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Cloning is a process that creates duplicates of biological material. It creates an organism which is an exact genetic copy of another. This means that they share exactly the same DNA material.



In 1997, Scottish scientists at Roslin Institute created ‘Dolly’ the cloned sheep, and she became the most renowned sheep in the world. The Science magazine acclaimed it as the “breakthrough of 1997’. However the history of cloning stretches a few decades before that. In 1952, the first animal, a tadpole, was cloned. Since Dolly, researchers have cloned a number of big and small animals including sheep, goats, cows, mice, pigs, cats, rabbits, and a gaur.

Methods of Cloning

Media coverage on cloning has stressed on only one type of cloning i.e. reproductive cloning. There are, however, different processes and types of cloning. Scientists use the term cloning to define the several technologies that lead to duplicating biological material. Also, cloning technologies can be used for purposes other than producing the genetic replica of another being. The following three types of cloning technologies are discussed here:

  1. Artificial Embryo Twinning
  2. Somatic Cell Nuclear Transfer
  3. Therapeutic Cloning

Artificial Embryo Cloning

This is the laboratory replication of naturally forming twins. Twins occur when a fertilized egg divides into a two-celled embryo and then the two cells separate. Each cell continues dividing on its own, and eventually forms into separate individual within the womb. As the two organisms came from the same original fertilized egg, the resulting embryos are genetically identical. Artificial embryo twinning replicates the same process outside the mother’s body. An embryo at a very early stage is manually separated into individual cells, and then each separate cell is allowed to divide and develop. The embryos thus formed are placed into a surrogate mother, where they are carried to term and delivered. As all the embryos came from the same fertilized egg or zygote, they are genetically identical.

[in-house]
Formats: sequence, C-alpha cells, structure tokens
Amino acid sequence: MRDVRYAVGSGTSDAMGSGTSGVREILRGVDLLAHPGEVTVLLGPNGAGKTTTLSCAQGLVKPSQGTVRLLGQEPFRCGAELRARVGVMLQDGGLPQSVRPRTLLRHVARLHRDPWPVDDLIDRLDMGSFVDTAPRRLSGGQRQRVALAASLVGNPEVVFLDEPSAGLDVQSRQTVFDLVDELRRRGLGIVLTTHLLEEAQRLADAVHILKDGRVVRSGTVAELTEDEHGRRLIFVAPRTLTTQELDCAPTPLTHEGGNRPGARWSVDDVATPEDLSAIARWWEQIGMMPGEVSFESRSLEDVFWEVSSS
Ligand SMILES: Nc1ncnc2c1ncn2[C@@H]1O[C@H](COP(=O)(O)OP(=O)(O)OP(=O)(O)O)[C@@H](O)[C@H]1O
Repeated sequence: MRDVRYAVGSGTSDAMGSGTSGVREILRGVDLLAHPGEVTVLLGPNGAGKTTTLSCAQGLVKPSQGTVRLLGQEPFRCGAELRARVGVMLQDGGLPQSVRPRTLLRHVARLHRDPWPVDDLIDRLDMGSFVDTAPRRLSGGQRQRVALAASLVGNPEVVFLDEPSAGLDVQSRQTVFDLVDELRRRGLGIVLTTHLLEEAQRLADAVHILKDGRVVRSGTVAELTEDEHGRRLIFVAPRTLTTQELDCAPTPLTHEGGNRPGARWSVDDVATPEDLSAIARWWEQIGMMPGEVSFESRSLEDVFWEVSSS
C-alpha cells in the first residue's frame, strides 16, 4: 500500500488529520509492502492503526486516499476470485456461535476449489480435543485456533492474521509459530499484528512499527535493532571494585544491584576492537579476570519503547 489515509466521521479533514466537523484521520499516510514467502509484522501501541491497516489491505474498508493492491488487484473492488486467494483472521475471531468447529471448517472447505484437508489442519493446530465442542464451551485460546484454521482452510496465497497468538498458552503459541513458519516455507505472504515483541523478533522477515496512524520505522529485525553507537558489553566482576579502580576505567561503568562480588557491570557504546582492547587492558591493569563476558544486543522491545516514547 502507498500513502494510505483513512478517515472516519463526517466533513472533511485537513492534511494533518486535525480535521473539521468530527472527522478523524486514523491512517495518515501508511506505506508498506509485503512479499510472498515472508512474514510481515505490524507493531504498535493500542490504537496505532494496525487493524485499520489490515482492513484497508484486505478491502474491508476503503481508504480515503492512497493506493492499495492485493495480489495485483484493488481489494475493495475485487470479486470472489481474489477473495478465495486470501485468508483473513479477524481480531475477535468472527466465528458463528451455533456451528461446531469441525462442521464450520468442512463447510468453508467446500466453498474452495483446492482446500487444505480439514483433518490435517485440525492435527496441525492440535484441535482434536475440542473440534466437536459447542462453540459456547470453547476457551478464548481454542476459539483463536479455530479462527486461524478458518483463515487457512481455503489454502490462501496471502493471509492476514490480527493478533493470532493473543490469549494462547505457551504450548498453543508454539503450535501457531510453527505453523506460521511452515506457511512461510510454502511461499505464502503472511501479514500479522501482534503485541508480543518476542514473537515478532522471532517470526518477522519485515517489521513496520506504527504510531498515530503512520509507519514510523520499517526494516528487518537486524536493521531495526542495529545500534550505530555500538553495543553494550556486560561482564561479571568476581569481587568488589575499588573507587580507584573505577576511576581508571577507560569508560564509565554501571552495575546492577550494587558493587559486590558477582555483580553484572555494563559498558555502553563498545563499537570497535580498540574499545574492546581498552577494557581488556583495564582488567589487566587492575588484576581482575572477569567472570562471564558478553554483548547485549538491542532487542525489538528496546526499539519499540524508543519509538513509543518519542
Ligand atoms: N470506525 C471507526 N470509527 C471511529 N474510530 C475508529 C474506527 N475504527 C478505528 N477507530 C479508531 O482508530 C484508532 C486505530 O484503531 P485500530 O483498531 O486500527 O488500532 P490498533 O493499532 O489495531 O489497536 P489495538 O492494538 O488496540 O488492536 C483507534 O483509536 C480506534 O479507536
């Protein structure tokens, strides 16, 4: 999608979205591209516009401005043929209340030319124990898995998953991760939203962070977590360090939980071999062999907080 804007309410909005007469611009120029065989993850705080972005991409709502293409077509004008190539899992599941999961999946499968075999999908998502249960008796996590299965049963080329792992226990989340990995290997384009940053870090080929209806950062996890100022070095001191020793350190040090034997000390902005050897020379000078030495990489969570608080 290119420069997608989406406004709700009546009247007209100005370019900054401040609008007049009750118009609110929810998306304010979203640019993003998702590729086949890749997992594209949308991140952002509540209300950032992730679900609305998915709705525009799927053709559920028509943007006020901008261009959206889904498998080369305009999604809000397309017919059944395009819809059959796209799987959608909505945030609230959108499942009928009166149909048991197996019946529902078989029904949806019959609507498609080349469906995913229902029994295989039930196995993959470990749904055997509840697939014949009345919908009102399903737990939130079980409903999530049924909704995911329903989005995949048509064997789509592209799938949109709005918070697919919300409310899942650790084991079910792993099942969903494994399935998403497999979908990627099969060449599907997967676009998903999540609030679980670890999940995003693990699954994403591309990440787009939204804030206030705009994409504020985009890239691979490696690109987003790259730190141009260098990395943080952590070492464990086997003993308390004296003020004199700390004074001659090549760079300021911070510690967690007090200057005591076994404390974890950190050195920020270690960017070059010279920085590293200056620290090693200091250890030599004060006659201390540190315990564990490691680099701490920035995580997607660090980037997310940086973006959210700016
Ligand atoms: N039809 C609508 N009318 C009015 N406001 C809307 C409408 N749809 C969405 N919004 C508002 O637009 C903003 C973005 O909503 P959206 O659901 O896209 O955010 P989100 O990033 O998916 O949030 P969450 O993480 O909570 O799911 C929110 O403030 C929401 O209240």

Somatic Cell Nuclear Transfer

Though using a different technique from the above, the results are the same i.e. an exact clone, or genetic copy, of an individual. This was the method used to create Dolly the Sheep.

Every cell in the body apart from a sperm and an egg cell is termed a somatic cell. The sperm and egg cells are termed germ cells. In mammals, somatic cells have two complete sets of chromosomes and germ cells have only one complete set. The nucleus in the cell contains all the information needed to make an organism. It acts as the ‘intelligence’ of the cell’. The information is stored as the DNA and it is the DNA that makes every individual unique. Dolly was created when the nucleus from an isolated somatic cell of an adult sheep was transferred to an egg cell from which the nucleus had been removed. After being treated chemically, it developed into an embryo and was transferred into a surrogate mother. What resulted was Dolly, an exact genetic copy of the adult sheep whose cell nucleus was used.

Difference between SCNT and Natural Way of Embryo Formation

Though the end result of both the processes is the same, i.e. formation of an embryo after fertilization of an egg, there is a major difference. In natural, sexual reproduction, the embryo has the genetic material of both the egg and the sperm. In SCNT, there is a single genetic ‘parent’.

An embryo contains cells with two complete sets of chromosomes. In fertilization, the sperm and egg both contain one set of chromosomes. When the sperm and egg join, the resulting embryo gets two sets - one from the sperm and one from the egg.

In SCNT, the embryo has two sets of chromosomes, both coming from the somatic cell as the egg cell's single set of chromosomes is removed and replaced by the nucleus from a somatic cell, which already has two complete sets of chromosomes.

Therapeutic Cloning